[Ed. note: Tom has a very busy week, so Mike is filling in with a second post.]
Last Friday, the Chronicle Review published an article by Stephen T. Asma called “The New Atheists’ Narrow Worldview” (subscription probably required). The title intrigued me greatly, though the article itself was not quite what I expected. Asma argues that the New Atheists (Dawkins, Hitchens, Harris, et al.) focus too much on arguments against Christianity and fail to engage non-Western religions, especially animism. That’s probably true. Asma then raises an excellent point that I wish he had developed further with regard to Western religions:
Harris and his colleagues think that religion is mostly concerned with two jobs — explaining nature and guiding morality…The horsemen’s mistake is not their claim that science can guide morality. Rather, they’re wrong in imagining that the primary job of religion is morality. Like cosmology, ethics is barely relevant in non-Western religions. It is certainly not the main function or lure of devotional life. Science could take over the “morality job” tomorrow in the developing world, and very few religious practitioners would even notice. (emphasis added)
As a lay student of world religions, I think Asma overstates his case regarding animism and understates his case regarding Christianity. But his central point is correct, I believe: the primary goals of religion are not explaining cosmology and encouraging morality. At least, this is the case with Christianity. The Bible proclaims God is Creator as the foundation of its message, not the conclusion. While moral standards are an important part of the Bible’s message, they’re hardly the focus. (If you don’t know what I mean, read Romans. Or Galatians. Or Hebrews. Or Job. Or the Psalms. Or — well, you get my point.)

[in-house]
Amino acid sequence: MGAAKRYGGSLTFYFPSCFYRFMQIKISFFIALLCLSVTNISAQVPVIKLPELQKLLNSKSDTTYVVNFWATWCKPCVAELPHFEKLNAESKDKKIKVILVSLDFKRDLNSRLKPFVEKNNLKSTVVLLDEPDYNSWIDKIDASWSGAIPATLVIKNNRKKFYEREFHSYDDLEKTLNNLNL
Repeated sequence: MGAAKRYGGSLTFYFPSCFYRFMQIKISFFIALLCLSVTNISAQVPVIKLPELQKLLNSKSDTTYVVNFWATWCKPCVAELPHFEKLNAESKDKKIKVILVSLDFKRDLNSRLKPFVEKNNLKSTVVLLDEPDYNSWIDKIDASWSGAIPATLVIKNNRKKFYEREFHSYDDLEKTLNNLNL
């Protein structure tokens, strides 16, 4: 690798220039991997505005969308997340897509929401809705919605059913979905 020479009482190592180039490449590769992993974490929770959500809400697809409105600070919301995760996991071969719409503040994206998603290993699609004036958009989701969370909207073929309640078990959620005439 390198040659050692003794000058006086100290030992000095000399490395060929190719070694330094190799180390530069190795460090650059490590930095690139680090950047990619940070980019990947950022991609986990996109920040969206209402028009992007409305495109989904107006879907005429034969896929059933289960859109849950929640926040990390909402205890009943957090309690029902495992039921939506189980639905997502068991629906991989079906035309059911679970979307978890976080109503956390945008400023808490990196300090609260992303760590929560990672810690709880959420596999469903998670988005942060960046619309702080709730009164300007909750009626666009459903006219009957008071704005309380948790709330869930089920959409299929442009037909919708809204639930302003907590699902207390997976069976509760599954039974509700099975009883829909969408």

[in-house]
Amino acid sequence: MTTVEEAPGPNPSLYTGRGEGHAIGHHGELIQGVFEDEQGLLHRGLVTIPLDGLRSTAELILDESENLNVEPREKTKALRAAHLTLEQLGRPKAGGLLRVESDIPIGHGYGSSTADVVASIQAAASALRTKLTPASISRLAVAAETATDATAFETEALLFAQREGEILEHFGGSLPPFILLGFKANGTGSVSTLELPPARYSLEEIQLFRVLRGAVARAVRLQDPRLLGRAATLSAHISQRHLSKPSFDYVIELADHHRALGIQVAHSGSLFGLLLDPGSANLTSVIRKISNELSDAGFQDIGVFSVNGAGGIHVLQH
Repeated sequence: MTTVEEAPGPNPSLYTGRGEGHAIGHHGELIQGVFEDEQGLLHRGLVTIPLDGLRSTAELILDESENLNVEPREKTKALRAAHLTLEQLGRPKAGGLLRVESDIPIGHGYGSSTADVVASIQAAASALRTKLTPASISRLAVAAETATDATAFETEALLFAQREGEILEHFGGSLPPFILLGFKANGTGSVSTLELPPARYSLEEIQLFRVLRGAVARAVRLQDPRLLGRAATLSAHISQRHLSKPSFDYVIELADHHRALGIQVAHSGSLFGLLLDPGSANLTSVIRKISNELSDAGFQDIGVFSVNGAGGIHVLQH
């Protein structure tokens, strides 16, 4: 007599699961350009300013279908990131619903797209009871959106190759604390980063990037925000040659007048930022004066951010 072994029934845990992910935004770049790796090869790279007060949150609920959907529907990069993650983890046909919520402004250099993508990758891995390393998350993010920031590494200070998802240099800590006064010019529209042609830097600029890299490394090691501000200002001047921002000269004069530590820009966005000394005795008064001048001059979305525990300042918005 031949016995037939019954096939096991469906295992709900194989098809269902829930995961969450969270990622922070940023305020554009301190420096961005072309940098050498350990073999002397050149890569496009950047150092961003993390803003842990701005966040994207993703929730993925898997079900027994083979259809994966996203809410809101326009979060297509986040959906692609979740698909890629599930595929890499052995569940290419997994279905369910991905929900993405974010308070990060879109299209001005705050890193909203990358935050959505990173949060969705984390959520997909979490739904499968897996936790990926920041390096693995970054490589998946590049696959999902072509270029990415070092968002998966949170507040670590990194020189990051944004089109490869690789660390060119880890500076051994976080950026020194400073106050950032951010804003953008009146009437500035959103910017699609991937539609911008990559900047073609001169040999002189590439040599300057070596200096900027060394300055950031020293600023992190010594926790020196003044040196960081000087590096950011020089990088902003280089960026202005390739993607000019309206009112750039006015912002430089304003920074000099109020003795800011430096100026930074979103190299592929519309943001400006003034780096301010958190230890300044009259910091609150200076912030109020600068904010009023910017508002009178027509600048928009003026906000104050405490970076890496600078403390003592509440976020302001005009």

I’ve got my own ideas on this question, but let’s hear yours first. Bonus points for providing references.
What’s the point of Christianity? To borrow Asma’s language, what’s the primary job, lure, or main function of the Christian life?
The former Associate Director for the Emerging Scholars Network, Micheal lives in Cincinnati with his wife and three children and works as a web manager for a national storage and organization company. He writes about work, vocation, and finding meaning in what you do at No Small Actors.